Sure, it’s tempting to fire off an email a day in a ‘follow up’ style, hoping that the influencers were meaning to get back to you but forgot. And they’re grateful for your persistence.
Following up too quickly and too heavy will most definitely result in you losing that influencer lead. You want them to get involved and add weight to your marketing, but this doesn’t mean that you are the only brand that has approached them, or that they are even able to respond right now. Most influencers are busy.
If someone does not respond within a week of you sending them that email or message, then, by all means, get back on the horse and contact them. You’ll know soon enough if they haven’t contacted you because they don’t want to.
Just leave them be after you send that first message. Give them a few days to process stuff. Then you can contact them again. Being over the top and in your face does not work anymore.
Okay, we are guessing that most people out there who are considering approaching influencers aren’t going to do this but just in case…
Great influence results mean that the right people will, eventually, start talking about your products and services, or even just you. But this takes a long time to get to, unless you’re a pretty big player yourself. What some brands do is burn their bridges, and ask the influencers they have approached for some form of product placement (whatever it looks like) immediately.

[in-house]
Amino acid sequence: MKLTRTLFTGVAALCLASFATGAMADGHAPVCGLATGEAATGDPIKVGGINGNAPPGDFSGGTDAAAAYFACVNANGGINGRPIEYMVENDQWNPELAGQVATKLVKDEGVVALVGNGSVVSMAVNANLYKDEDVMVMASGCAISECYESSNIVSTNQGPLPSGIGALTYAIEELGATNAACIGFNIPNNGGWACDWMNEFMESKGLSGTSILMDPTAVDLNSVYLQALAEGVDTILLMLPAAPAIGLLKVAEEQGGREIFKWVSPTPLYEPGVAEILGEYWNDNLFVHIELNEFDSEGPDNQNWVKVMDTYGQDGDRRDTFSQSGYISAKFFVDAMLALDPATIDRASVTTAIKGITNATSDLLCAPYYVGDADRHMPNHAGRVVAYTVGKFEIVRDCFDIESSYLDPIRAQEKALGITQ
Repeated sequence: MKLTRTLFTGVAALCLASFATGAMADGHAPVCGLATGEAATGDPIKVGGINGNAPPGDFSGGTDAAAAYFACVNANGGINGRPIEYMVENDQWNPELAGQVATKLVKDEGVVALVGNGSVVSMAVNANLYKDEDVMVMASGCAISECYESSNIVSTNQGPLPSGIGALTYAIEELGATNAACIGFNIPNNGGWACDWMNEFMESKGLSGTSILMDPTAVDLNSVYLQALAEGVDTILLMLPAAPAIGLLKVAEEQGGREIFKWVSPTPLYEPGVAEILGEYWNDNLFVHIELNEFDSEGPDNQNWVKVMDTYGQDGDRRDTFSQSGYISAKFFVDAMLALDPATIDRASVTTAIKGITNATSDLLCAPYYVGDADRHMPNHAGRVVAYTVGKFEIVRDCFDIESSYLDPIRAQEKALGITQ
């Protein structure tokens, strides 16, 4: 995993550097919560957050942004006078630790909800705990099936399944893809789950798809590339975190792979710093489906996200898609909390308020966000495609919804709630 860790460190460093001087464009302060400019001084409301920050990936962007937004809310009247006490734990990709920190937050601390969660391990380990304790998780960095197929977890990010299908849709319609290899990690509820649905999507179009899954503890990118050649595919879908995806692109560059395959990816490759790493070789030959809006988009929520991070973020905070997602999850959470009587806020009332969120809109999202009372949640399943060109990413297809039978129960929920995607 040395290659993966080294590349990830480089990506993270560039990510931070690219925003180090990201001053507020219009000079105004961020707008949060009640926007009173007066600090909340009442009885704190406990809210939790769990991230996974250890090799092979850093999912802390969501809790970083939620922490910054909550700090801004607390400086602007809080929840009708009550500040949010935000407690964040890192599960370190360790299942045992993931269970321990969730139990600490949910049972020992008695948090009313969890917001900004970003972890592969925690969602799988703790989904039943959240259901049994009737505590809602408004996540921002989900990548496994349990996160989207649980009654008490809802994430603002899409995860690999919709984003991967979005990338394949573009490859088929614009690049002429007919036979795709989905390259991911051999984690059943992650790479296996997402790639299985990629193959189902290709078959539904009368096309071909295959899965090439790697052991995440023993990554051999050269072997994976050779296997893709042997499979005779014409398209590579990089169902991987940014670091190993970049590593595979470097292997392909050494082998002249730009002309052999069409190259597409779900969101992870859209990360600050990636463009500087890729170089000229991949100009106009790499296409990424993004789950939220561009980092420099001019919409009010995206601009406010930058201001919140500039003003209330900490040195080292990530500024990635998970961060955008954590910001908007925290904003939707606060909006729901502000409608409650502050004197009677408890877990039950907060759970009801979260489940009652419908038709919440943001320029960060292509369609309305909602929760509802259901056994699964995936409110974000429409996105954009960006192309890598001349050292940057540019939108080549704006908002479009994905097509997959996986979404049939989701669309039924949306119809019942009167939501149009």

Essentially, it ends up in a request, such as I hope you like my book, can you tweet about it? Sounds great if you have developed a super strong relationship with an influencer and they naturally fit into your marketing strategy.
If they are just someone you feel like having ‘on your books’ and they haven’t engaged with you with more than a retweet or two, you’re going to lose them.
Take your time, and don’t focus on product placement endorsement. Instead, focus on relationships. Everything else will follow.
Influencer relationships take time, and there’s no room for shortcuts or spamming. Focus on a sensible, methodical approach if you want to make inroads that bring you ROI.